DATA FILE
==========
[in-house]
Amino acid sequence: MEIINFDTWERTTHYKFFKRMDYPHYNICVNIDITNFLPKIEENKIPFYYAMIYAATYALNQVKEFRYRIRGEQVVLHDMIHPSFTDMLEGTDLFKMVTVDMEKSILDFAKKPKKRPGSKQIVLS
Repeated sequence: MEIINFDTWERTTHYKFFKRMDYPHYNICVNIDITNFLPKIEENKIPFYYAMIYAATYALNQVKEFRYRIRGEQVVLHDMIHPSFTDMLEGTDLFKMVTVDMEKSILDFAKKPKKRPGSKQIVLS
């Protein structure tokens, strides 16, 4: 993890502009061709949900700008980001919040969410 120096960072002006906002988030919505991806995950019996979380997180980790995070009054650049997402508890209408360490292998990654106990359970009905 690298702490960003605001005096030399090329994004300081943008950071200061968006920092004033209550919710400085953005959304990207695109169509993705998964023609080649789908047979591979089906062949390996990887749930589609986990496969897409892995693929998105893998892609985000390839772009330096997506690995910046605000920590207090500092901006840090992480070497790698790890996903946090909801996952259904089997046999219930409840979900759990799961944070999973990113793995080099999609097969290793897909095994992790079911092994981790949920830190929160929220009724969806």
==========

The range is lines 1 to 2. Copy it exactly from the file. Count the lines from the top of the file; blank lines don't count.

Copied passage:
[in-house]
Amino acid sequence: MEIINFDTWERTTHYKFFKRMDYPHYNICVNIDITNFLPKIEENKIPFYYAMIYAATYALNQVKEFRYRIRGEQVVLHDMIHPSFTDMLEGTDLFKMVTVDMEKSILDFAKKPKKRPGSKQIVLS